- sell this rvUSD token to non-US resident sophisticated investors with a 20% APR to boost interest,
- raise the required liquidity and resume normal operation including enabling all withdrawals.
If this all sounds like some monopoly game or an ultimate degen play, it’s because it is.
If you buy this token, you will be able to convert it to USDC (including all accrued interest) when the unnamed individual fully repays the debt in USDC.
And if they don’t pay up within 15 months from when the rvUSD sale closes, CoinFlex will pay you in USDC from its balance sheet. Or pay you in a mixture of USDC and FLEX coins from the existing CoinFlex treasury.
You can read the rvUSD Whitepaper for more details.
This sounds complicated, but it’s workable with sufficient trust and commitment from the investors and the CoinFlex team.
However, another problem surfaced as rumours started spreading that the unnamed individual owing CoinFlex is Roger Ver.
Roger Ver: I am not owing CoinFlex, infact they owe me
Wait a minute!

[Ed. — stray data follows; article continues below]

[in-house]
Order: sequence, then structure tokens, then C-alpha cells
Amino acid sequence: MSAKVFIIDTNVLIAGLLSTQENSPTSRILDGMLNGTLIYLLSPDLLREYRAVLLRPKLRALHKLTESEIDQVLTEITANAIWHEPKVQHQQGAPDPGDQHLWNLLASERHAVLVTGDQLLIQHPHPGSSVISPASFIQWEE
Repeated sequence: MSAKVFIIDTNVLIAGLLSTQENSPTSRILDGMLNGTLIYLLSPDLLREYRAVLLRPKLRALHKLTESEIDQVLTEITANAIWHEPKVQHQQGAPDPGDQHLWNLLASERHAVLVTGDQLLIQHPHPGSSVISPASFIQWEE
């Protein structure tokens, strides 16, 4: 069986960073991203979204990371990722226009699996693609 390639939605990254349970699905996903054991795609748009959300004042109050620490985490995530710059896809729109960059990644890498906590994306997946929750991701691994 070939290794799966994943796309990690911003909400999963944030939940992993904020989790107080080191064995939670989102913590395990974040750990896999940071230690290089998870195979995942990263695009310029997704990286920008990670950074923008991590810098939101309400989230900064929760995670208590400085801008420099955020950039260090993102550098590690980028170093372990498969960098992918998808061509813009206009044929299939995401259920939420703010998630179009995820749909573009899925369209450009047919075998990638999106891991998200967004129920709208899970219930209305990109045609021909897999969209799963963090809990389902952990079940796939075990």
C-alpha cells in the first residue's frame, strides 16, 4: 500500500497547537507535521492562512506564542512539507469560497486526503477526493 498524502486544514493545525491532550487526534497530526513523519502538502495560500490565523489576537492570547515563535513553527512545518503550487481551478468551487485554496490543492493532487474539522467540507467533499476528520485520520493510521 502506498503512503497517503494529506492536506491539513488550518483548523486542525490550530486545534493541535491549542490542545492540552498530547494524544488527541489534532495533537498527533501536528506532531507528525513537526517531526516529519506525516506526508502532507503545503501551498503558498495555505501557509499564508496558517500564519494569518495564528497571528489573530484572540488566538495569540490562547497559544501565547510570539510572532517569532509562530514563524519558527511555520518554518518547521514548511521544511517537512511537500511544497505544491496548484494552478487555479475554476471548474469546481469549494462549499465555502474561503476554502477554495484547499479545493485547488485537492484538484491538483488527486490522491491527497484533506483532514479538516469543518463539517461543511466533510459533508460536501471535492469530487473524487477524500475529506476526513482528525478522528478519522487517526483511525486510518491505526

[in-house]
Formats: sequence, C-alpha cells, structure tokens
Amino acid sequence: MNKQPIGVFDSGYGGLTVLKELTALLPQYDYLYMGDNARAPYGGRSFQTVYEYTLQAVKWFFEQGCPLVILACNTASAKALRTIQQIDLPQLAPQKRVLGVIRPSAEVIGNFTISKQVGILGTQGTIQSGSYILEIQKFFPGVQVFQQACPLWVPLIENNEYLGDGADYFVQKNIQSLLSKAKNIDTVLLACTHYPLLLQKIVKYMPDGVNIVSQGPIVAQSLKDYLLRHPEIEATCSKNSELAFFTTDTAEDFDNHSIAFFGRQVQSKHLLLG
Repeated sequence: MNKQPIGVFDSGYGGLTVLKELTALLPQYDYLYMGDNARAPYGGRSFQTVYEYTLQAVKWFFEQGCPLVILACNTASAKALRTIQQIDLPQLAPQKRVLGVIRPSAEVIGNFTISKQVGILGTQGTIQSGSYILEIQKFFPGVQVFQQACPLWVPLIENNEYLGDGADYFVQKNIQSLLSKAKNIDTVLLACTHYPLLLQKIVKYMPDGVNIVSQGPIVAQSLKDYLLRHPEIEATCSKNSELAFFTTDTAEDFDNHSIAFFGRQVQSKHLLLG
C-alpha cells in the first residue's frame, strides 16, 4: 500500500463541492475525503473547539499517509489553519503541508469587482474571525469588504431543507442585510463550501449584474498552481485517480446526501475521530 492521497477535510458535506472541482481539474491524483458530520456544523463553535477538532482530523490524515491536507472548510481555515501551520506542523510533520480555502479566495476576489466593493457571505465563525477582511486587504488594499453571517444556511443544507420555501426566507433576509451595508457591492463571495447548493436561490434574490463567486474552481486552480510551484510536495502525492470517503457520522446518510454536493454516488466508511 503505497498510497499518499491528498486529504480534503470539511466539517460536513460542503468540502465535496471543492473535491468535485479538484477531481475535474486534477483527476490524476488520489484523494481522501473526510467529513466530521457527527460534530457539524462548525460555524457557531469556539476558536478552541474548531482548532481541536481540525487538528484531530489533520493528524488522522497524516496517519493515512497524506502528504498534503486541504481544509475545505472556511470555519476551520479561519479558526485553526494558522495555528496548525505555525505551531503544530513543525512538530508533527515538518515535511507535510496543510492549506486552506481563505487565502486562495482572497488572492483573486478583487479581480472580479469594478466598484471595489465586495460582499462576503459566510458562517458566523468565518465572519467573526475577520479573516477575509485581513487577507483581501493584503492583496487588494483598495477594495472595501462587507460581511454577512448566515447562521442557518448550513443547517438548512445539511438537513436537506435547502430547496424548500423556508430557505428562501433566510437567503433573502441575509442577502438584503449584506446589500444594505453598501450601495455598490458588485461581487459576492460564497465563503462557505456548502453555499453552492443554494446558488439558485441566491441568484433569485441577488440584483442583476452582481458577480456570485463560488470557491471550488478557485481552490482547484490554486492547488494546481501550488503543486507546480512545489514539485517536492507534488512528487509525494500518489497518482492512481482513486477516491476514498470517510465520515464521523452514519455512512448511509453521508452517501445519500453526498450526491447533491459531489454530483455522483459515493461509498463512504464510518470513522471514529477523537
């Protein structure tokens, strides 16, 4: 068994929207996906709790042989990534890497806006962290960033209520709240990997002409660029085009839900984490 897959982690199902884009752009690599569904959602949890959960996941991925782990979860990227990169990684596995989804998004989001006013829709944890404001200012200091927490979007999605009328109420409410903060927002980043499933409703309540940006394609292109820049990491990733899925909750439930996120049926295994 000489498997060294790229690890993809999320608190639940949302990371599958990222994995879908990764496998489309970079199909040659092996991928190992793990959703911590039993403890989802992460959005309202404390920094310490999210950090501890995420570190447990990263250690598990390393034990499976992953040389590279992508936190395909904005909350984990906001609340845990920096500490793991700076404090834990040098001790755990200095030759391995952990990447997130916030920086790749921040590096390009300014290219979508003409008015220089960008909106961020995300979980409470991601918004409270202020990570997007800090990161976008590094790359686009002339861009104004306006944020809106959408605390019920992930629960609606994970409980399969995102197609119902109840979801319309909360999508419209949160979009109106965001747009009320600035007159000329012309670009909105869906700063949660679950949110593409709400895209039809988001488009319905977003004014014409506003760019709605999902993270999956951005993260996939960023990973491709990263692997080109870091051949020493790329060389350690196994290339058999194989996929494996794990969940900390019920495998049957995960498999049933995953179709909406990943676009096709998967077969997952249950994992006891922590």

How can two parties not know who owes who $47 million?
This is when things started getting really messy.
And Mark released a counter tweet, officially announcing who this mysterious debtor is and how the debt came about.
All this while, it seemed like Mark was trying to protect the debtor’s privacy by not revealing their identity.
But upon a close look at the unfolding facts, he’s intentionally lying and withholding the facts for other reasons yet to be revealed.
- If Roger Ver hadn’t denied the rumours, Mark would never have revealed who supposedly gambled away CoinFlex depositors’ funds.
- CoinFlex does not even have an understanding with or settled on a repayment plan with the unnamed debtor, but they went ahead to initiate a new token sale that is based on the guy paying his debt.
Something just doesn’t feel right here.
And that’s why it seems nobody is willing to buy the new rvUSD token.
Because the guy who’s supposedly going to pay them back with a 20% says he’s not even owing CoinFlex, to begin with.